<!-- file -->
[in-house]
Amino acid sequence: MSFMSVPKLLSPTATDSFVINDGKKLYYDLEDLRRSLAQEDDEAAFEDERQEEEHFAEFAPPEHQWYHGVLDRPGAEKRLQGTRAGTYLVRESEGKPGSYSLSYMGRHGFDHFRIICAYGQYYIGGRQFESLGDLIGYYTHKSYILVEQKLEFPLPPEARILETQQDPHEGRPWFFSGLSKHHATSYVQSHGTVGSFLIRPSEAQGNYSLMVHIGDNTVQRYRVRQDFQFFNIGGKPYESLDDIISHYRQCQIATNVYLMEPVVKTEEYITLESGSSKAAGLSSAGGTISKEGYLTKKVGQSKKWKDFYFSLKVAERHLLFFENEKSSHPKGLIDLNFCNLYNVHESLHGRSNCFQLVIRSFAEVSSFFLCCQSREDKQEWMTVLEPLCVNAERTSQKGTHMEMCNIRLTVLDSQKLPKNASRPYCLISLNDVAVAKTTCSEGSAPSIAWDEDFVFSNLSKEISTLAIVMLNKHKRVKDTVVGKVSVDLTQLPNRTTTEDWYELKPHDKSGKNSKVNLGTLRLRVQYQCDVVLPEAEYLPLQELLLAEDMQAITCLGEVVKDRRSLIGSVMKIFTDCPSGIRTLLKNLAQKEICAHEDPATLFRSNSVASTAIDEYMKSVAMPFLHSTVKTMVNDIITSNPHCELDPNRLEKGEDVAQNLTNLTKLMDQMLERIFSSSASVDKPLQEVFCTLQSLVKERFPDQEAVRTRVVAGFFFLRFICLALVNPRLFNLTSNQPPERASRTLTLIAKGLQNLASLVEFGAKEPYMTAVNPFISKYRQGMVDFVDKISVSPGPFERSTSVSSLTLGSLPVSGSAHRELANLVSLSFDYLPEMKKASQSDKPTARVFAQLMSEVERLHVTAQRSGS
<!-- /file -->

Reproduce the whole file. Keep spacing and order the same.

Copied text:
[in-house]
Amino acid sequence: MSFMSVPKLLSPTATDSFVINDGKKLYYDLEDLRRSLAQEDDEAAFEDERQEEEHFAEFAPPEHQWYHGVLDRPGAEKRLQGTRAGTYLVRESEGKPGSYSLSYMGRHGFDHFRIICAYGQYYIGGRQFESLGDLIGYYTHKSYILVEQKLEFPLPPEARILETQQDPHEGRPWFFSGLSKHHATSYVQSHGTVGSFLIRPSEAQGNYSLMVHIGDNTVQRYRVRQDFQFFNIGGKPYESLDDIISHYRQCQIATNVYLMEPVVKTEEYITLESGSSKAAGLSSAGGTISKEGYLTKKVGQSKKWKDFYFSLKVAERHLLFFENEKSSHPKGLIDLNFCNLYNVHESLHGRSNCFQLVIRSFAEVSSFFLCCQSREDKQEWMTVLEPLCVNAERTSQKGTHMEMCNIRLTVLDSQKLPKNASRPYCLISLNDVAVAKTTCSEGSAPSIAWDEDFVFSNLSKEISTLAIVMLNKHKRVKDTVVGKVSVDLTQLPNRTTTEDWYELKPHDKSGKNSKVNLGTLRLRVQYQCDVVLPEAEYLPLQELLLAEDMQAITCLGEVVKDRRSLIGSVMKIFTDCPSGIRTLLKNLAQKEICAHEDPATLFRSNSVASTAIDEYMKSVAMPFLHSTVKTMVNDIITSNPHCELDPNRLEKGEDVAQNLTNLTKLMDQMLERIFSSSASVDKPLQEVFCTLQSLVKERFPDQEAVRTRVVAGFFFLRFICLALVNPRLFNLTSNQPPERASRTLTLIAKGLQNLASLVEFGAKEPYMTAVNPFISKYRQGMVDFVDKISVSPGPFERSTSVSSLTLGSLPVSGSAHRELANLVSLSFDYLPEMKKASQSDKPTARVFAQLMSEVERLHVTAQRSGS